“I just needed to read something beautiful.” I said it with a little sigh. It had been a rough few weeks and I was out to coffee with my friend, the mother of three kids in elementary and middle school, telling her about the book I’d devoured that afternoon.
She lit up. “Tell me the name again?” she said. “We need some beautiful books to read.”
My friend has mentioned to me multiple times her frustration with the books assigned to her kids for school. They’re not bad books, she says, but does every book have to be about some sad, tragic, awful thing? In one a kid is dealing with the death of a pet, in the next, with parents whose marriage is on the rocks, in the next, a difficult foster care situation.
The educational theory of critical pedagogy and its subset, critical literacy, are built around the importance of teaching students to develop the skills and responsibility to engage the culture and society around them, as well as providing the opportunity for a student to engage with varied worldviews. Reading books allows students to encounter the world and wrestle with the perspectives about it, and compare their own ideas to those they encounter in a story. Generally, engaging with these worldviews and with difficult issues in a story allows students evaluate and shape their own perspectives and the mindsets they will use throughout their lives in the safe context of the classroom. But I think my friend raises a good point—do all the books children read need to be about the hard, real stuff of life?
As tragedy after tragedy has struck the news cycle, I’ve heard more and more people talk about how they feel like they’re growing immune to it. “Oh, another shooting,” we think, when dozens of souls were just snuffed of life. I wonder if perhaps we might be fostering the same immunity sometimes, in the name of educating our children.
We talk a lot here at Story Warren about the value of stories that teach children evil is real and that it can be defeated. And those stories are valuable—if we split our reading plate into its various food-groups, they should take up a healthy percentage. But we can forget that beautiful books should be a portion of our meal, too. I sometimes think of them as the cleansing sherbet between courses. An acquaintance described them with a phrase her six-year-old friend coined: “deliciously kind.” They’re the stories that remind us of the world that ought to be.
In a session at Hutchmoot 2015 titled, “The Dark Side of Hope,” Jennifer Trafton noted that she wondered if she was of the last generation to read the Anne of Green Gables series as a standard. “From my conversations with the parents of tween girls and teen girls and with the girls themselves, I’ve begun to fear that my generation may be the last to have grown up with a shared love of Anne.” She related a story of teaching a class of nine girls and telling them she was going to be talking about Anne of Green Gables at the conference. Not a single girl in the room knew who Anne was. “I’m told that even the imaginative, book-loving daughters of my friends are no longer drawn to Prince Edward Island in their dreams the way we were. I don’t know why this is. It’s not as if these books were contemporary when we were growing up—they were always old-fashioned and that was part of their appeal—but I wonder what has taken their place. Will the girls of this generation and the next be given the things that I was given by Anne Shirley through other stories? Or is something being unretrievably lost if authors like Montgomery and Elizabeth Goudge and others like them fall out of fashion?”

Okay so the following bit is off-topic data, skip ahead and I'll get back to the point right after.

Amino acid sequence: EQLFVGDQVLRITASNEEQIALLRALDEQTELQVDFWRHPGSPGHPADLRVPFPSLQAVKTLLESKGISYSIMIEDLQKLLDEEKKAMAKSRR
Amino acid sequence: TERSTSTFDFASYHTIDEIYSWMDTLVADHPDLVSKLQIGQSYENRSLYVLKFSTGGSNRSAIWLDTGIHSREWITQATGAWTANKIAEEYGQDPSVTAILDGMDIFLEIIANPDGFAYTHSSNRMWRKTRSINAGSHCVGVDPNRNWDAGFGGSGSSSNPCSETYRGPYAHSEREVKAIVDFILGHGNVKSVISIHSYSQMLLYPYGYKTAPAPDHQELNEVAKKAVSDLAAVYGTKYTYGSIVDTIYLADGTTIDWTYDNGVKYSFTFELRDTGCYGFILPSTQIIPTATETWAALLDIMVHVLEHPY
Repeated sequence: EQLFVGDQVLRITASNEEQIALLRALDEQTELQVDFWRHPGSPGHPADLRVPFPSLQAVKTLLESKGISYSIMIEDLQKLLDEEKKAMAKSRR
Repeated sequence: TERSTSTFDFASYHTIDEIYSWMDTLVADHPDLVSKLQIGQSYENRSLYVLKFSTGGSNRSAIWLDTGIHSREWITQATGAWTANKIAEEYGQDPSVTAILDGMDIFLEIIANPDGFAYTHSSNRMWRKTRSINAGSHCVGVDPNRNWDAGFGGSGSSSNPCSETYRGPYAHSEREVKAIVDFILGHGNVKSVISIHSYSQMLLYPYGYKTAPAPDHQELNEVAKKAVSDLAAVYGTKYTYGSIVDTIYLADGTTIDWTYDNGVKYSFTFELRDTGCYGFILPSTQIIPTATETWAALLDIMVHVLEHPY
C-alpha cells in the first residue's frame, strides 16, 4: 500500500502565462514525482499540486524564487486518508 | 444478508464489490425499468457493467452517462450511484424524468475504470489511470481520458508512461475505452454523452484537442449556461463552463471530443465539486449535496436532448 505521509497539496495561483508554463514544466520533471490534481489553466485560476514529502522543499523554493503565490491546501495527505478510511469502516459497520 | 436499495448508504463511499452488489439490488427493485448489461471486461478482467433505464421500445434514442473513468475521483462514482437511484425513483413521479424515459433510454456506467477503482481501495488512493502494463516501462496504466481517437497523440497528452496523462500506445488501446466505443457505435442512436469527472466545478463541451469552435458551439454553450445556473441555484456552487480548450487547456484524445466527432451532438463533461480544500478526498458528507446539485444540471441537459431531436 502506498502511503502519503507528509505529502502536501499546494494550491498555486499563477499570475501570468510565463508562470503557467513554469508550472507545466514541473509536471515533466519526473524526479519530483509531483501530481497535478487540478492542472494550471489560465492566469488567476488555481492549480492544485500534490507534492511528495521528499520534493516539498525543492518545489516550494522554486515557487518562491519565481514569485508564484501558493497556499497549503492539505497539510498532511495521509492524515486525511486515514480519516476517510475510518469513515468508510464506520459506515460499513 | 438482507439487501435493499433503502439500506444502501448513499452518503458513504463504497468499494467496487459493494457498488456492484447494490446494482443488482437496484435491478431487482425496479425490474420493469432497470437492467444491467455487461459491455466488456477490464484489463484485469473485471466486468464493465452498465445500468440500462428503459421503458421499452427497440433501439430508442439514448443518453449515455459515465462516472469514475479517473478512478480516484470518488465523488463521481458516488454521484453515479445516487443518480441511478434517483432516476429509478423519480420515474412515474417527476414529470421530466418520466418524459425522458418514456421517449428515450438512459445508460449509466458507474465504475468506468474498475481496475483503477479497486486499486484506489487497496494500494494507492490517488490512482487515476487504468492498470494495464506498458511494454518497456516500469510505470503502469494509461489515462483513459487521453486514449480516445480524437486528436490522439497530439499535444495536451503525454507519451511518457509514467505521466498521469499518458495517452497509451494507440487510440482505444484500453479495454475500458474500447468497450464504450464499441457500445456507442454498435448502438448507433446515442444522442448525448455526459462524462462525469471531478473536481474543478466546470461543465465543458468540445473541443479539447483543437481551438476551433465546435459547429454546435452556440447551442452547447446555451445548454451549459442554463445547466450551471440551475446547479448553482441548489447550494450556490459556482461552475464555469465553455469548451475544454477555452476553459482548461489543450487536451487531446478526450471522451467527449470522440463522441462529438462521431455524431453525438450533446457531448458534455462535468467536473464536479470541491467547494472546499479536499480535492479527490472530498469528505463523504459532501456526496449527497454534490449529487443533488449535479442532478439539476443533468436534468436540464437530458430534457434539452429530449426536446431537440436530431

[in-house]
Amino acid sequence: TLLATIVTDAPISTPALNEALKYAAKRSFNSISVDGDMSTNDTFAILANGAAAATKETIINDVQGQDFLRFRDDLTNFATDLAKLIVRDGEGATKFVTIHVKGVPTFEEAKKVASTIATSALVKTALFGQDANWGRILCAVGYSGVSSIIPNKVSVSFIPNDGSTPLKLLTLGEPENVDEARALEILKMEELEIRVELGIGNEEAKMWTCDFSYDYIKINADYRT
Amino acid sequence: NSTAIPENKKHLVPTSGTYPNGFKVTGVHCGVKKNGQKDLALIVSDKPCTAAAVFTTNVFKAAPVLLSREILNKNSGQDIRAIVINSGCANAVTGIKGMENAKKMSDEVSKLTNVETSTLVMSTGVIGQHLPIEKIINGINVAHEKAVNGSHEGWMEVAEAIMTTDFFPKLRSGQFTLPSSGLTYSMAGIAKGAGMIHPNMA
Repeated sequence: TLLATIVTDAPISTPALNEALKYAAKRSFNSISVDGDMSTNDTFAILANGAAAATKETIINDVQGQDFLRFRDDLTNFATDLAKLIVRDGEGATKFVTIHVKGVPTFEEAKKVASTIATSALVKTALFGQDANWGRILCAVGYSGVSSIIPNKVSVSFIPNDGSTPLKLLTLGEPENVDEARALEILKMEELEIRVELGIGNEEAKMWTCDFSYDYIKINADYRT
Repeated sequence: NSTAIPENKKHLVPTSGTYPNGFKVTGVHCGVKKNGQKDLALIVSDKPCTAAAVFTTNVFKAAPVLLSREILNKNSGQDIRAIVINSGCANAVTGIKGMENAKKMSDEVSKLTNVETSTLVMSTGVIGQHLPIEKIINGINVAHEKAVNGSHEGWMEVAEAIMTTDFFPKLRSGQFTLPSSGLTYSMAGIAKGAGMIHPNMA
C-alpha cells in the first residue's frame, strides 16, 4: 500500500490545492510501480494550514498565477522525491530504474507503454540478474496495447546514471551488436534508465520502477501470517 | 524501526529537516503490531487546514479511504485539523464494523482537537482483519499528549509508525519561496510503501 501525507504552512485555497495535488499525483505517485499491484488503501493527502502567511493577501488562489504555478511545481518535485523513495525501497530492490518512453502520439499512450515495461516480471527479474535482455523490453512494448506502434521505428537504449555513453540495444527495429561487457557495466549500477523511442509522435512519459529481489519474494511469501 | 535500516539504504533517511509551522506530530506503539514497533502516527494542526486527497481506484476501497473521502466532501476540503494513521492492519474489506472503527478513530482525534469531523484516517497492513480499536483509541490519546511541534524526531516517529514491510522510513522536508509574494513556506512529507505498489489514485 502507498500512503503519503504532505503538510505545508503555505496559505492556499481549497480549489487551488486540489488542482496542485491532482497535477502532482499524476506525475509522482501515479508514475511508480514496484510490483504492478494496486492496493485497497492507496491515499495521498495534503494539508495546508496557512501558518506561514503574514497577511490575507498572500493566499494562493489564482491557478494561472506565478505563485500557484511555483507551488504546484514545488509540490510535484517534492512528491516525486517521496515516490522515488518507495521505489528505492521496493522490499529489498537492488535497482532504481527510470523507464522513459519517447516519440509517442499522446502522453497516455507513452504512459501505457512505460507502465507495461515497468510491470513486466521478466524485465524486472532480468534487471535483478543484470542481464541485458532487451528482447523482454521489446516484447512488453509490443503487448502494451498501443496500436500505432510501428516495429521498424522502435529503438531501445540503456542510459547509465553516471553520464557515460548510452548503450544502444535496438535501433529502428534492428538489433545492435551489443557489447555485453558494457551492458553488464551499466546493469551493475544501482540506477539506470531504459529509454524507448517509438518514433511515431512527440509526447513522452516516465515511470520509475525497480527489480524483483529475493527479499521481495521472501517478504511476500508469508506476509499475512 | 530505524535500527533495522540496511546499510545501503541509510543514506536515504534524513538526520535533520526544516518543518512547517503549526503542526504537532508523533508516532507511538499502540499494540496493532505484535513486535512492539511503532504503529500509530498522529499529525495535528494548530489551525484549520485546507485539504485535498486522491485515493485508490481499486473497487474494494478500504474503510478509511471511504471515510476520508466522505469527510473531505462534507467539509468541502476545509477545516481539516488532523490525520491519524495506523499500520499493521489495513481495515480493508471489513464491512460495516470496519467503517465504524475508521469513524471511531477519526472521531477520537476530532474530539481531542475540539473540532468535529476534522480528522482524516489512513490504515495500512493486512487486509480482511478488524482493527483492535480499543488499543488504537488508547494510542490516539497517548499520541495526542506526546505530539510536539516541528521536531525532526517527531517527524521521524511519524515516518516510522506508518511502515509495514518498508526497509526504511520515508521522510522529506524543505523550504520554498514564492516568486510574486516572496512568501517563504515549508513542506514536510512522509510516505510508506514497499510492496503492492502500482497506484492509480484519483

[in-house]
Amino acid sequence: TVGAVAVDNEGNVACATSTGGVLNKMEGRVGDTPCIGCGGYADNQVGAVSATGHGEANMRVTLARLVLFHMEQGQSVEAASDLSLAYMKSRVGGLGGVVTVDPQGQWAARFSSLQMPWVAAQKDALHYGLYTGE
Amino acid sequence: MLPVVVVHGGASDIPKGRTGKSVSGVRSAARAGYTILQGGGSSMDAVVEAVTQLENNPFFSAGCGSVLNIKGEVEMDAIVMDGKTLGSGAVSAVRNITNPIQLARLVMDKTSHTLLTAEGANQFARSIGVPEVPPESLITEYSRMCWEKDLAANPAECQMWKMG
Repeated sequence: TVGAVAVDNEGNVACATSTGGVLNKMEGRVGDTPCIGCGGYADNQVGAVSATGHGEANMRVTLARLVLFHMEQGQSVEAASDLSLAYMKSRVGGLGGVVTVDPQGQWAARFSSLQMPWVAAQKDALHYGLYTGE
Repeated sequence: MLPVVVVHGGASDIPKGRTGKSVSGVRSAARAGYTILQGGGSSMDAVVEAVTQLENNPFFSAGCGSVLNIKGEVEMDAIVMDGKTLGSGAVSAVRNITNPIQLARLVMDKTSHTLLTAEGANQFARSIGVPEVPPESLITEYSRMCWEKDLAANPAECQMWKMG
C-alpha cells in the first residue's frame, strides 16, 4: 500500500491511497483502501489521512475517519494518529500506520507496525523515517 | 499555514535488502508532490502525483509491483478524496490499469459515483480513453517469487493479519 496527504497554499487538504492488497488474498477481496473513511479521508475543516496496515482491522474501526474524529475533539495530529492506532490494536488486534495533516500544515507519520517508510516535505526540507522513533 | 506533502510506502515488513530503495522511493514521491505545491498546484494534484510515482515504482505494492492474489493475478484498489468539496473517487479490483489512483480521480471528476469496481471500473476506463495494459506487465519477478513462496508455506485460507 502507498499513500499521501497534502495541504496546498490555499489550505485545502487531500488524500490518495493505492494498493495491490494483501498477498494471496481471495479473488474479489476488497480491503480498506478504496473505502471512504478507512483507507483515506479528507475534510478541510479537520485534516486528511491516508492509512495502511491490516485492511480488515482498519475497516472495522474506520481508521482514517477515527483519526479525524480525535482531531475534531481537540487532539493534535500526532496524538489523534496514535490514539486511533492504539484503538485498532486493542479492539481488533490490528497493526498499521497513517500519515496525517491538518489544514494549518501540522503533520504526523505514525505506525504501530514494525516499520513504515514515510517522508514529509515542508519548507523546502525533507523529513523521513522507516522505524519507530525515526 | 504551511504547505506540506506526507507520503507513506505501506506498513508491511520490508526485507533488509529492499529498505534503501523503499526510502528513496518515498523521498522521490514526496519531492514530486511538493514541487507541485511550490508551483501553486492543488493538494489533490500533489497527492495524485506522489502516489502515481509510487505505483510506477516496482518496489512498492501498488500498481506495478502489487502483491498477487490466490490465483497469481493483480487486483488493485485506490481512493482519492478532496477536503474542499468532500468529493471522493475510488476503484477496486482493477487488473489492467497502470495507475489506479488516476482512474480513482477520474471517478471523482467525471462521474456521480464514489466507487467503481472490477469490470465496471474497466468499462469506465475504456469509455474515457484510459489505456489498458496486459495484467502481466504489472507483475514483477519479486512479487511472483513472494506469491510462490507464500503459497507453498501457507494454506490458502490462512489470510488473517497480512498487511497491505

The first books I think of when I want to go back to a beautiful story are the ones—like Anne—that I discovered between the ages of nine and fourteen, but when I think more deeply, I recognize that there was a regular portion of beauty in my book diet even from a young age. The diet included picture books full of lovely illustrations to those with delightful characters, lyrical prose, or stories which caught at some special part of the imagination and gave just a glimpse of something beyond the normal day-to-day experience.
One of my favorite books as a preschooler was titled Ann Can Fly. My mom never understood the appeal. Even I, as an adult going back to read it again, begin to wonder why it enthralled me so. But if I put on my memory of childhood and page through the book, I recognize the feeling I get as I read the story of a girl whose father flies her to camp in his private plane and offers her a chance to pilot the craft. She looks out over the landscape and sees the topography of the land below and I feel just like I do when I have a window seat on an airplane on a clear day, and I can watch the fields and forests and lakes and cities painted on the quilt of land far, far below.
It is hard to say exactly what makes a “beautiful” book. There’s not really a particular formula, and beautiful books can appear in many different genres. There may be some beautiful books on your list that are not on mine (see my mother’s dislike of Ann Can Fly). But books with lyrical prose, imaginative characters, lovely illustrations, and stories which give glimpses of a world beyond our own tend to land in the category. I would say that most of the books I call “beautiful” are books which help me glimpse the way things ought to be—the way they were in creation and will be in new creation.
Whatever books are your beautiful books, don’t forget to keep them in your diet; balanced properly with your portions of heroism, adventure, and even with those books that deal with the hard things of reality. On Wednesday, we’ll be back with the start of a beautiful book list for you. While you wait, sound off in the comments below and let us know about your favorite beautiful books.